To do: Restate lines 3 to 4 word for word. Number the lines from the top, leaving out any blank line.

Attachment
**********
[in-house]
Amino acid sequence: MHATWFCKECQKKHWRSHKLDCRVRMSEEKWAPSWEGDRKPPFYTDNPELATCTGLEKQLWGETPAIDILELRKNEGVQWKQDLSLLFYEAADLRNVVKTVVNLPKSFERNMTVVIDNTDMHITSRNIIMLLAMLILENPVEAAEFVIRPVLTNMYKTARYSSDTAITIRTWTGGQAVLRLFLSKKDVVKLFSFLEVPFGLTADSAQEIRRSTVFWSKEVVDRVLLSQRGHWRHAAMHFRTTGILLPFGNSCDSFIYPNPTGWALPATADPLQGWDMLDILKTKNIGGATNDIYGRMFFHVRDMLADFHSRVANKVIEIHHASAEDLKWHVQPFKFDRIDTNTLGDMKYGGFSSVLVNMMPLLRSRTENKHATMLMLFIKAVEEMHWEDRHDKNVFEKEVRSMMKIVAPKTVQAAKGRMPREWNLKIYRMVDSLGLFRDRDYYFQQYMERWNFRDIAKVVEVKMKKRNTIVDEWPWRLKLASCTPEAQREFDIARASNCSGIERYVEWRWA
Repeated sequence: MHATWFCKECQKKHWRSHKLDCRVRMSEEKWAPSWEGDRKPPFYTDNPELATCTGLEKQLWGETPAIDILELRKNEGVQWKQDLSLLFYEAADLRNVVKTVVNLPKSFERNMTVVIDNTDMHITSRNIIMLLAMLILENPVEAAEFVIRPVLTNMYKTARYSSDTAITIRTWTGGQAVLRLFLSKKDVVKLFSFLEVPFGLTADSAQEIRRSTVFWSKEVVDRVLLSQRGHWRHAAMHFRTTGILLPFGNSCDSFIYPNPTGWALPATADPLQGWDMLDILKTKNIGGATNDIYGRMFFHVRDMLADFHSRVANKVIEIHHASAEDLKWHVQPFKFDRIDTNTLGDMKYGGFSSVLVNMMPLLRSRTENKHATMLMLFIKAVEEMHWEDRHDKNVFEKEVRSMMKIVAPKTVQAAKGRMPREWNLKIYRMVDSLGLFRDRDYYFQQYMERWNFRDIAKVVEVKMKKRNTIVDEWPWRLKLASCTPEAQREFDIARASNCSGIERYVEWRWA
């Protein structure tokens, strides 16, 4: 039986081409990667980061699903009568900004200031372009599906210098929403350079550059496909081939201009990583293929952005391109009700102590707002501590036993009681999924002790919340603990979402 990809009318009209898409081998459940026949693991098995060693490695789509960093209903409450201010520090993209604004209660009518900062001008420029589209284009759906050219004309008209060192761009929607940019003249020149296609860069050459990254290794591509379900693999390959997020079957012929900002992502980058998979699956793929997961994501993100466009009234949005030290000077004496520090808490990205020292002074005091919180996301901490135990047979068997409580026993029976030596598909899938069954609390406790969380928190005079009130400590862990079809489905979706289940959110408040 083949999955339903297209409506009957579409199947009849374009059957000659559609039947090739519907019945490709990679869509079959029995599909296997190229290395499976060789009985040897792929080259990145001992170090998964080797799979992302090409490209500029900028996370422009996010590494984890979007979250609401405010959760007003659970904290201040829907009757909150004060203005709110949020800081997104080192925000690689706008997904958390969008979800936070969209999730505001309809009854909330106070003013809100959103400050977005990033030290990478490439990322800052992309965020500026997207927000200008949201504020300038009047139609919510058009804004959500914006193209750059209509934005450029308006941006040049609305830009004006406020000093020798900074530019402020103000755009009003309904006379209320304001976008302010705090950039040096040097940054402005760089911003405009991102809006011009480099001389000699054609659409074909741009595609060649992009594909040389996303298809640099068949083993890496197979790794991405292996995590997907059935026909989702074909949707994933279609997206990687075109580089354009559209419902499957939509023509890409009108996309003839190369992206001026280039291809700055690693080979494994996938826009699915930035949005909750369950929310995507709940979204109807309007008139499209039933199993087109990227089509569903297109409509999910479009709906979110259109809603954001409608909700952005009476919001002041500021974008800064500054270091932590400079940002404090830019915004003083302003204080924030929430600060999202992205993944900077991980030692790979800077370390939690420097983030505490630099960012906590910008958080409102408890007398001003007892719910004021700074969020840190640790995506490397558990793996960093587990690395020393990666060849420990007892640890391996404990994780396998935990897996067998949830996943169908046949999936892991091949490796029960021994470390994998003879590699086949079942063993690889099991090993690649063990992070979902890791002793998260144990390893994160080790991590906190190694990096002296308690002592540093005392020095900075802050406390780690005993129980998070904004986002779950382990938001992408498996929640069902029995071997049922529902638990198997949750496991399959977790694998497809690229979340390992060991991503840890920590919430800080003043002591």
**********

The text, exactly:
Repeated sequence: MHATWFCKECQKKHWRSHKLDCRVRMSEEKWAPSWEGDRKPPFYTDNPELATCTGLEKQLWGETPAIDILELRKNEGVQWKQDLSLLFYEAADLRNVVKTVVNLPKSFERNMTVVIDNTDMHITSRNIIMLLAMLILENPVEAAEFVIRPVLTNMYKTARYSSDTAITIRTWTGGQAVLRLFLSKKDVVKLFSFLEVPFGLTADSAQEIRRSTVFWSKEVVDRVLLSQRGHWRHAAMHFRTTGILLPFGNSCDSFIYPNPTGWALPATADPLQGWDMLDILKTKNIGGATNDIYGRMFFHVRDMLADFHSRVANKVIEIHHASAEDLKWHVQPFKFDRIDTNTLGDMKYGGFSSVLVNMMPLLRSRTENKHATMLMLFIKAVEEMHWEDRHDKNVFEKEVRSMMKIVAPKTVQAAKGRMPREWNLKIYRMVDSLGLFRDRDYYFQQYMERWNFRDIAKVVEVKMKKRNTIVDEWPWRLKLASCTPEAQREFDIARASNCSGIERYVEWRWA
């Protein structure tokens, strides 16, 4: 039986081409990667980061699903009568900004200031372009599906210098929403350079550059496909081939201009990583293929952005391109009700102590707002501590036993009681999924002790919340603990979402 990809009318009209898409081998459940026949693991098995060693490695789509960093209903409450201010520090993209604004209660009518900062001008420029589209284009759906050219004309008209060192761009929607940019003249020149296609860069050459990254290794591509379900693999390959997020079957012929900002992502980058998979699956793929997961994501993100466009009234949005030290000077004496520090808490990205020292002074005091919180996301901490135990047979068997409580026993029976030596598909899938069954609390406790969380928190005079009130400590862990079809489905979706289940959110408040 083949999955339903297209409506009957579409199947009849374009059957000659559609039947090739519907019945490709990679869509079959029995599909296997190229290395499976060789009985040897792929080259990145001992170090998964080797799979992302090409490209500029900028996370422009996010590494984890979007979250609401405010959760007003659970904290201040829907009757909150004060203005709110949020800081997104080192925000690689706008997904958390969008979800936070969209999730505001309809009854909330106070003013809100959103400050977005990033030290990478490439990322800052992309965020500026997207927000200008949201504020300038009047139609919510058009804004959500914006193209750059209509934005450029308006941006040049609305830009004006406020000093020798900074530019402020103000755009009003309904006379209320304001976008302010705090950039040096040097940054402005760089911003405009991102809006011009480099001389000699054609659409074909741009595609060649992009594909040389996303298809640099068949083993890496197979790794991405292996995590997907059935026909989702074909949707994933279609997206990687075109580089354009559209419902499957939509023509890409009108996309003839190369992206001026280039291809700055690693080979494994996938826009699915930035949005909750369950929310995507709940979204109807309007008139499209039933199993087109990227089509569903297109409509999910479009709906979110259109809603954001409608909700952005009476919001002041500021974008800064500054270091932590400079940002404090830019915004003083302003204080924030929430600060999202992205993944900077991980030692790979800077370390939690420097983030505490630099960012906590910008958080409102408890007398001003007892719910004021700074969020840190640790995506490397558990793996960093587990690395020393990666060849420990007892640890391996404990994780396998935990897996067998949830996943169908046949999936892991091949490796029960021994470390994998003879590699086949079942063993690889099991090993690649063990992070979902890791002793998260144990390893994160080790991590906190190694990096002296308690002592540093005392020095900075802050406390780690005993129980998070904004986002779950382990938001992408498996929640069902029995071997049922529902638990198997949750496991399959977790694998497809690229979340390992060991991503840890920590919430800080003043002591």